The House select committee and the Justice Department are now coming for all the ex-President’s men and women.
The expanding scope of the probes into former President Donald Trump’s bid to thwart the transfer of power to President Joe Biden’s administration heralds growing peril for Trump and his deepest, inner circle.
There are growing signs that investigators are seeking, and securing, testimony into exactly what Trump said, did and tried to do in the fraught days inside the West Wing ahead of the January 6, 2021, insurrection.
The former President and likely 2024 White House candidate is now facing a two-front challenge from big-time Washington investigations.
The House select committee investigating the US Capitol attack has been up and running for months, and it held televised hearings all summer that presented chilling new details about Trump’s actions after he lost the election to Biden. The full extent of a Justice Department investigation has only become clear this week – and is crucial since it could potentially lead to criminal charges against key players in the drama.
Both probes are accelerating and are gathering testimony from senior officials around Trump, with the former President’s Cabinet of special interest.
Former Treasury Secretary Steven Mnuchin, ex-Labor Secretary Eugene Scalia, former Acting Secretary of Defense Chris Miller and former Acting Attorney General Jeffrey Rosen have already spoken to the House select committee. The panel has been in talks with former Secretary of State Mike Pompeo for a deposition. Sources told CNN the committee is negotiating terms for a potential interview with former Director of National Intelligence John Ratcliffe.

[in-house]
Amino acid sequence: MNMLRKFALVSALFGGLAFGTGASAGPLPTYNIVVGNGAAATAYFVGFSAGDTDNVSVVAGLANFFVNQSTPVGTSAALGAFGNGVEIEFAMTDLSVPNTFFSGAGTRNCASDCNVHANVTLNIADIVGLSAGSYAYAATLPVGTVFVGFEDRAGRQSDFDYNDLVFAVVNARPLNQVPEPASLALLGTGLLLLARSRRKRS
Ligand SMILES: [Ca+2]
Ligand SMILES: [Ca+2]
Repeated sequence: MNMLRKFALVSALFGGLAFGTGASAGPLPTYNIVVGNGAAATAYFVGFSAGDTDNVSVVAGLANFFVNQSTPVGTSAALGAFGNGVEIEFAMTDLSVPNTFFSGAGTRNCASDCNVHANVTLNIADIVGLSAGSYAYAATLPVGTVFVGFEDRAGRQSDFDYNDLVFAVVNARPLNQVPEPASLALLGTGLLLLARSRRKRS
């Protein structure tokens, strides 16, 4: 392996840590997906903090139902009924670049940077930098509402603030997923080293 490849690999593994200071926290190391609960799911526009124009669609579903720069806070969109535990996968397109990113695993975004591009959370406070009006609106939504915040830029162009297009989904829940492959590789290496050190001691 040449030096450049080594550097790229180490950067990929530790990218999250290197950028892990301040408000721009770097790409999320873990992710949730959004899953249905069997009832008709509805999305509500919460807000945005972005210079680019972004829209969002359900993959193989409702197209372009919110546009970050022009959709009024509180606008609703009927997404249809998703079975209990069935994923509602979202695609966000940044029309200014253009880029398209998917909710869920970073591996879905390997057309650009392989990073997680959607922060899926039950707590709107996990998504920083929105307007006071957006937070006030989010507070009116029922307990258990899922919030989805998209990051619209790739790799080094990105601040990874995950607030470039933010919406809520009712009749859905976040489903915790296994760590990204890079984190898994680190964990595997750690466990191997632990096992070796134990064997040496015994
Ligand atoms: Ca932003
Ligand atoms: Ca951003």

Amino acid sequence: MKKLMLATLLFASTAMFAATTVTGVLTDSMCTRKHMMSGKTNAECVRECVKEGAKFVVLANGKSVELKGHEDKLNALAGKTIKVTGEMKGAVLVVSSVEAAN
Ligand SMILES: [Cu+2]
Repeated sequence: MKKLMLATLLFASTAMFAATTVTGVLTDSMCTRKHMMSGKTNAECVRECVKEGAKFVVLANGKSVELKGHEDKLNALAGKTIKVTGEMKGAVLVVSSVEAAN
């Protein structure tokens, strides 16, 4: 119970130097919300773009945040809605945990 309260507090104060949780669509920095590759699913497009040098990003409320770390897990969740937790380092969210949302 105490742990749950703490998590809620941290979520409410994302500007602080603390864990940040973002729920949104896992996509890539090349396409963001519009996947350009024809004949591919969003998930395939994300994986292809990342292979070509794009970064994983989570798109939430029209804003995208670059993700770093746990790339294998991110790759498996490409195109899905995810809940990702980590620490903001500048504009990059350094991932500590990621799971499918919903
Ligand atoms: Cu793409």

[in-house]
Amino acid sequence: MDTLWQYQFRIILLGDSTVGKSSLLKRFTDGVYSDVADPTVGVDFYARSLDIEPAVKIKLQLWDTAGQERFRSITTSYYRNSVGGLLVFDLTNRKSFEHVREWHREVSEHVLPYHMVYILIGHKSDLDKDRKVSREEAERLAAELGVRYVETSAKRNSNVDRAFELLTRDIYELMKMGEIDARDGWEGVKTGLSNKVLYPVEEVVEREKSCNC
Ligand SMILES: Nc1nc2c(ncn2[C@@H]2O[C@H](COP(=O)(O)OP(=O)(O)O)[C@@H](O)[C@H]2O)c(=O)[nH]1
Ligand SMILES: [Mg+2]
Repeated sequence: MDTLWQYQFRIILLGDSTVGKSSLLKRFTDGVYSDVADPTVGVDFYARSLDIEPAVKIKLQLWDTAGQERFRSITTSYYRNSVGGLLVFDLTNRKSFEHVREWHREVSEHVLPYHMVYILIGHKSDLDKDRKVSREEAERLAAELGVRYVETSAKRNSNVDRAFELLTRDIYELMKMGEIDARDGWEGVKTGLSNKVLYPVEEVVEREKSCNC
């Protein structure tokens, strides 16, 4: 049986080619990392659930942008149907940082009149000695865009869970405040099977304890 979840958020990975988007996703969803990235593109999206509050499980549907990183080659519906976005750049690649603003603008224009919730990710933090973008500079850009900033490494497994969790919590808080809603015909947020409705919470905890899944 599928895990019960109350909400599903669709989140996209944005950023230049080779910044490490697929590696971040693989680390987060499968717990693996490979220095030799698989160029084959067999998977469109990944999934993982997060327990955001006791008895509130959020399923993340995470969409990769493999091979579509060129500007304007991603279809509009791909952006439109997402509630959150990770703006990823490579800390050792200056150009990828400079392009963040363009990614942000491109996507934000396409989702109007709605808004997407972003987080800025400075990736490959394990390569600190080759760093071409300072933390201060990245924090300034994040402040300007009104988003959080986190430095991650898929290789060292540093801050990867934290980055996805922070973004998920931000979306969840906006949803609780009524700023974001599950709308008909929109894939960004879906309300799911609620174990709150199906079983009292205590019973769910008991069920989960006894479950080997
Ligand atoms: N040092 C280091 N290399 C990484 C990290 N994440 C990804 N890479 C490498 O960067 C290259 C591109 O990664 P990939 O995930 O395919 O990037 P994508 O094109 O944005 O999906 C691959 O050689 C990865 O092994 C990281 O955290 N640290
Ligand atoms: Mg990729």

And some of the moments of the recent televised hearings that damaged Trump the most came from taped testimony from ex-Attorney General William Barr – though he left the Cabinet before the January 6 conflagration. On Thursday, the committee met with former acting chief of staff Mick Mulvaney, who was also out of the West Wing at the bitter end of the Trump administration serving as Northern Ireland envoy, though he was in contact with senior officials.
Justice Department readies for legal battle
The Justice Department has also been busy. It emerged this week that Marc Short and Greg Jacob, former senior staffers to former Vice President Mike Pence, went before the federal grand jury in Washington. And CNN’s Katelyn Polantz and Evan Perez reported exclusively on Thursday that the Justice Department is girding for a legal battle to force testimony from senior former officials on issues that Trump has claimed may be subject to executive privilege. A move this aggressive suggests litigation – with the potential to go all the way to the Supreme Court, which could prolong the investigation and potentially pitch it right into the middle of the 2024 presidential campaign that Trump is poised to join.
But it’s also a sign of intent inside the Justice Department investigation following weeks of publicly expressed frustration, including from House select committee members, that it was dragging its feet on a criminal investigation.